Despite the vote to raise the debt ceiling by $480 billion, the debt ceiling will remain a major financial topic in the weeks ahead. Do not forget that the US government has been shut down several times in the recent past due to a debt ceiling crisis, most notably in 1995 (one 5-day shutdown and one 21 day shutdown), in 2011 (when Treasury Secretary Timothy Geithner utilized “extraordinary measures” such as the sale of assets from the Civil Service Retirement and Disability Fund and the G Fund of the Thrift Savings Plan to acquire funds) and in 2013 (which stretched on for months and also included “extraordinary measures” to pay obligations). Typically, the first step in a government shutdown is the closure of national parks and the layoff of nonessential personnel to save cash flow for obligations such as social security payments and payments on debt. The Treasury has demonstrated a variety of creative ways to survive during a debt ceiling crisis and there has been unverified chatter of the Treasury minting a billion-dollar gold coin to raise capital if the debt ceiling is not raised in the months ahead. The debt ceiling debate can be a useful dialogue in terms of curbing fiscal spending, and it has been a political game of hot potato many times in the past. Nevertheless, while economists can list 23 times that the government has been shut down due to the debt ceiling, the US government has never defaulted on its debt. We do not believe it will any time soon.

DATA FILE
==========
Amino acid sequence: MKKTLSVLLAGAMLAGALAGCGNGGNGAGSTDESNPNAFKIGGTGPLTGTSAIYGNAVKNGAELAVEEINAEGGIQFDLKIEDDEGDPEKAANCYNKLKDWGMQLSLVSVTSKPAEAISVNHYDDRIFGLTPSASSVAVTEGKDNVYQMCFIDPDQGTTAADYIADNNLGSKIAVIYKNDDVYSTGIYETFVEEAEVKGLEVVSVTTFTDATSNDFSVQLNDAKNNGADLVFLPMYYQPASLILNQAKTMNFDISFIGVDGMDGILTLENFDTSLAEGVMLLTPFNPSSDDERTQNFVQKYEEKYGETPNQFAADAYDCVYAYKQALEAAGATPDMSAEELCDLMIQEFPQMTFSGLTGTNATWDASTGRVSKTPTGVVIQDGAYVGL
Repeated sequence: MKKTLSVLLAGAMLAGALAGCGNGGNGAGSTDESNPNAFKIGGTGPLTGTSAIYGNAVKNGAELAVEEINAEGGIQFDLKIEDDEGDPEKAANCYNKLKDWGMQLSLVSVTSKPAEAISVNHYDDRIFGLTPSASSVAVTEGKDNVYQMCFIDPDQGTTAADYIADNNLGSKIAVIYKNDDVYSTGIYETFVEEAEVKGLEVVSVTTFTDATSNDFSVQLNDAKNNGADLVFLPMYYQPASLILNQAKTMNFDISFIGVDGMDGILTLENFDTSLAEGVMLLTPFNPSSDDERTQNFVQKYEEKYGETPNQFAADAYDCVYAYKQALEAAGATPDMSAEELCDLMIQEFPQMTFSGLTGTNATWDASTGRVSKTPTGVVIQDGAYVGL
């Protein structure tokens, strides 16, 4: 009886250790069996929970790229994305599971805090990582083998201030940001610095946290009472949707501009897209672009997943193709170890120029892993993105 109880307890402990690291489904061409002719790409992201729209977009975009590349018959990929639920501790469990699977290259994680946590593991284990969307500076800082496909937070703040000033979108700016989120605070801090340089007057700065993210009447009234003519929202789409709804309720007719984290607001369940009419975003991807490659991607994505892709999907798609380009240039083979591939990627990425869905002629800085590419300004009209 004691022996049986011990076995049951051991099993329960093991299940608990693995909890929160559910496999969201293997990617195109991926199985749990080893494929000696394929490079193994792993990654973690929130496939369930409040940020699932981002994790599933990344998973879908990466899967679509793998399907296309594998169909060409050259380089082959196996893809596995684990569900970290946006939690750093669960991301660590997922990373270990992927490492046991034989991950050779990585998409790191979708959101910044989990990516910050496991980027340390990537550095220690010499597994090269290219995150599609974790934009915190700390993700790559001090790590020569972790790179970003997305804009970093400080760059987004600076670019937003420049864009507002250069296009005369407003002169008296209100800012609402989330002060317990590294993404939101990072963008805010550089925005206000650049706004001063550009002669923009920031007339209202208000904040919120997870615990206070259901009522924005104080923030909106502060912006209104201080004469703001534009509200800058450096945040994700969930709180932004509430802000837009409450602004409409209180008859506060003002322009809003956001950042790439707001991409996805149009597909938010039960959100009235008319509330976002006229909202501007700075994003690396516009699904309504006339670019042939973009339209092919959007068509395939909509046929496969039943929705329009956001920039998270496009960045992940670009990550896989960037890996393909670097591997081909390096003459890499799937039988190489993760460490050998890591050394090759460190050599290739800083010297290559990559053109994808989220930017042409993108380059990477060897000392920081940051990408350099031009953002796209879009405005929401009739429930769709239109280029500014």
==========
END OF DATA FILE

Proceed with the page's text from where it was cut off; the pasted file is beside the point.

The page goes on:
But if bull markets like to climb a wall of worry, there will be many international concerns to think about in the fourth quarter. China’s energy shortage and the OPEC+ group deciding not to increase the output of oil, has put pressure on energy prices and this lifted WTI crude oil as high as $79 a barrel recently. Higher crude prices will put even more pressure on global inflation. China’s twin energy and Evergrande property crises could trigger slower growth around the world. In the UK, a combination of the pandemic and the county’s departure from the European Union are resulting in a shortage of tanker drivers to transport fuel across the country. In Germany, a lack of clarity about the composition of the next government following Merkel’s departure, is creating a predicament for the European Union. Without a clear government in Germany a range of decisions from economic policy to defense are being delayed in the EU. In the background, many countries in East Asia and the Pacific continue to face major setbacks in their recovery from the coronavirus. In short, there is no shortage of worries in the globe.